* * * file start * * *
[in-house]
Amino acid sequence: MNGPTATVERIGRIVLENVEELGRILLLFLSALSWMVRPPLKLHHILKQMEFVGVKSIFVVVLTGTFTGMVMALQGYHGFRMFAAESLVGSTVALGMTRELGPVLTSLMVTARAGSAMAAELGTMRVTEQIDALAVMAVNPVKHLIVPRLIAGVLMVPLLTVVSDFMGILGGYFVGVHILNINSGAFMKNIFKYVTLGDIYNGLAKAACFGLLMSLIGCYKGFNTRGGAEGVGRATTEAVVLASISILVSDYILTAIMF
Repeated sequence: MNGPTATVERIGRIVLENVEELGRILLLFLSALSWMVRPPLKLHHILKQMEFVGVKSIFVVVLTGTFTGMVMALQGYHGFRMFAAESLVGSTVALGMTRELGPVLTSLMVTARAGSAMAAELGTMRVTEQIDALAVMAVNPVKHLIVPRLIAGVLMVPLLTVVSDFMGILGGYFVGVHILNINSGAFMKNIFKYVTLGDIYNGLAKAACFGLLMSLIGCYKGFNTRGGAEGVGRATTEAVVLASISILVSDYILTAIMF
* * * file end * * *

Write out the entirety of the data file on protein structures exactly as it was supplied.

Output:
[in-house]
Amino acid sequence: MNGPTATVERIGRIVLENVEELGRILLLFLSALSWMVRPPLKLHHILKQMEFVGVKSIFVVVLTGTFTGMVMALQGYHGFRMFAAESLVGSTVALGMTRELGPVLTSLMVTARAGSAMAAELGTMRVTEQIDALAVMAVNPVKHLIVPRLIAGVLMVPLLTVVSDFMGILGGYFVGVHILNINSGAFMKNIFKYVTLGDIYNGLAKAACFGLLMSLIGCYKGFNTRGGAEGVGRATTEAVVLASISILVSDYILTAIMF
Repeated sequence: MNGPTATVERIGRIVLENVEELGRILLLFLSALSWMVRPPLKLHHILKQMEFVGVKSIFVVVLTGTFTGMVMALQGYHGFRMFAAESLVGSTVALGMTRELGPVLTSLMVTARAGSAMAAELGTMRVTEQIDALAVMAVNPVKHLIVPRLIAGVLMVPLLTVVSDFMGILGGYFVGVHILNINSGAFMKNIFKYVTLGDIYNGLAKAACFGLLMSLIGCYKGFNTRGGAEGVGRATTEAVVLASISILVSDYILTAIMF